Pumpkin Ridge

“Let’s do all cellulose,” is the story of the Pumpkin Ridge Passive House wall assembly. The design of the house became an expression of the home’s performance imperatives, so the display of thick walls, filled with several tons of high density cellulose insulation (and sequestered carbon), was seen by the team as a desirable design feature. The home’s energy performance is climate friendly, but so is its construction and low embodied energy.

The air barrier for Pumpkin Ridge Passive House is a layer of OSB with fluid applied at seams. While the OSB is vapor permeable (and gets more so when wet), it does retard vapor transfer.

The wall’s R-60 insulative value (center of cavity, including impact of sheet goods and air films) is provided by two thick layers of high density cellulose insulation, 9.5” in a Larsen truss system to the exterior and 5.5” in the interior 2×6 stud wall.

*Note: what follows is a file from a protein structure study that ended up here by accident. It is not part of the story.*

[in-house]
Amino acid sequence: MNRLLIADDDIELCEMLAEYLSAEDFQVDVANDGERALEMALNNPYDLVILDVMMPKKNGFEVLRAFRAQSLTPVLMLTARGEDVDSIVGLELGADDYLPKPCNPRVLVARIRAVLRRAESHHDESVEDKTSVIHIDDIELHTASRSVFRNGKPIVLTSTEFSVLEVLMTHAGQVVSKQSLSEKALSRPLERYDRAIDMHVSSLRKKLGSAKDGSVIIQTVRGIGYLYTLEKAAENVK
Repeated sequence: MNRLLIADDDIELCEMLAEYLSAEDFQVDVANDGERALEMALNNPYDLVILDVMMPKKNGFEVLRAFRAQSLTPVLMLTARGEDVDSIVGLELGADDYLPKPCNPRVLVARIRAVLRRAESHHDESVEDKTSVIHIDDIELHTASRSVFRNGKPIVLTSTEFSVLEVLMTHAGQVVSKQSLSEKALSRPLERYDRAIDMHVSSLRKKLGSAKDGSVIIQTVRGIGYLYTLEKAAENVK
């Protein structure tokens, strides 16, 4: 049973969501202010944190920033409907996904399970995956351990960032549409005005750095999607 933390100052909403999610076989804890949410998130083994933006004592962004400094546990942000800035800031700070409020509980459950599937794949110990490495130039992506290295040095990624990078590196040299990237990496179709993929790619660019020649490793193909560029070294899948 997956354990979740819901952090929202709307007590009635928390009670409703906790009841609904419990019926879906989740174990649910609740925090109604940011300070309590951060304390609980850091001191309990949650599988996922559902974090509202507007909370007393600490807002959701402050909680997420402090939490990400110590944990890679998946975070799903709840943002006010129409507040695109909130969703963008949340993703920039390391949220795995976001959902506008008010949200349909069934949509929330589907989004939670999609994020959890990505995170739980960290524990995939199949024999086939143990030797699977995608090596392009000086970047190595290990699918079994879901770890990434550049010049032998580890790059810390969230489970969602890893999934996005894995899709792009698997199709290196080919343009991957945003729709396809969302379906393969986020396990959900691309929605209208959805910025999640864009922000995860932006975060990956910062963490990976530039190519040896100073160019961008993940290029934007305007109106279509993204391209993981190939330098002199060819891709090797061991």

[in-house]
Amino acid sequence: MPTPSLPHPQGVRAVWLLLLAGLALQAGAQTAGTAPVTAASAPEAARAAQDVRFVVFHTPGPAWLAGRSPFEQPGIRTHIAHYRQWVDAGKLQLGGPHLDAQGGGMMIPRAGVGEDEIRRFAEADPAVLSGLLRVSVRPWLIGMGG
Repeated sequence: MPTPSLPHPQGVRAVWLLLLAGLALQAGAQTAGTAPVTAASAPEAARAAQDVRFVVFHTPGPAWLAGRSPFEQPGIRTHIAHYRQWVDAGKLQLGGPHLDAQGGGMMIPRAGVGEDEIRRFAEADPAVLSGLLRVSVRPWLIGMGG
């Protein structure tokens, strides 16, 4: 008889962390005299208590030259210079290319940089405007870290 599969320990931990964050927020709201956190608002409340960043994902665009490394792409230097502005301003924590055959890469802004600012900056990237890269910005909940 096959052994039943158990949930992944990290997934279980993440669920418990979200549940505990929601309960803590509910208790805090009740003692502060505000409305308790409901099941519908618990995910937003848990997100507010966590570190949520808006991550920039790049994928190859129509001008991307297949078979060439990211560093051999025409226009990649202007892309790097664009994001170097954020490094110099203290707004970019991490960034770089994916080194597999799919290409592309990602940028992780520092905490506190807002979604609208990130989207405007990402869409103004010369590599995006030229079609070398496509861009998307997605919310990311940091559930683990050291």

The home’s vertical cedar siding provides the first line of defense for bulk water management with a rain screen cavity facilitating drainage. The second (and final) barrier is the layer of tongue and groove Agepan (wax impregnated wood fiber) panels, tightly fit so that wind cannot blow bulk water through.

As mentioned earlier, the OSB is vapor permeable but it does retard vapor transfer. This throttles down the flow of vapor from the home’s interior into the assembly. The rest of the assembly, from cellulose insulation to Agepan layer, is very vapor open, so the airflow created across the assembly’s face by the ventilated rain screen cavity promotes the drying of both the assembly and the cladding.

See an annotated photo tour of the assembly’s layers: